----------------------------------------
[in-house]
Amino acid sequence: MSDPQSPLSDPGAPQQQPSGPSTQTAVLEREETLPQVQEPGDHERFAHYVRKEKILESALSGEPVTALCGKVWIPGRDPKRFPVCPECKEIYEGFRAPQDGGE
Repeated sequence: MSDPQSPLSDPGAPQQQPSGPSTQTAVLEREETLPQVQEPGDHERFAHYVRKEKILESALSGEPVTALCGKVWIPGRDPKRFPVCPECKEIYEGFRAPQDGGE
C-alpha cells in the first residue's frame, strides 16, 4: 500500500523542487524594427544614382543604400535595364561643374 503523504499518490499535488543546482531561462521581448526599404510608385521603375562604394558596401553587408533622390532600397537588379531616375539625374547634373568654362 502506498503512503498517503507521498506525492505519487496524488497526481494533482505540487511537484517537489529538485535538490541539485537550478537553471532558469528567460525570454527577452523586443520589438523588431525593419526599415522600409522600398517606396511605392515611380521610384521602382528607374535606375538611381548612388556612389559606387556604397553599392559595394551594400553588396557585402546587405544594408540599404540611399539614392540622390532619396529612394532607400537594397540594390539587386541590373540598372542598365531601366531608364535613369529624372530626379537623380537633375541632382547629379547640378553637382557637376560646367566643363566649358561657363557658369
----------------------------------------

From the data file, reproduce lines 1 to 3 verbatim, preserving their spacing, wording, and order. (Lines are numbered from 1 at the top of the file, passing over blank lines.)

[in-house]
Amino acid sequence: MSDPQSPLSDPGAPQQQPSGPSTQTAVLEREETLPQVQEPGDHERFAHYVRKEKILESALSGEPVTALCGKVWIPGRDPKRFPVCPECKEIYEGFRAPQDGGE
Repeated sequence: MSDPQSPLSDPGAPQQQPSGPSTQTAVLEREETLPQVQEPGDHERFAHYVRKEKILESALSGEPVTALCGKVWIPGRDPKRFPVCPECKEIYEGFRAPQDGGE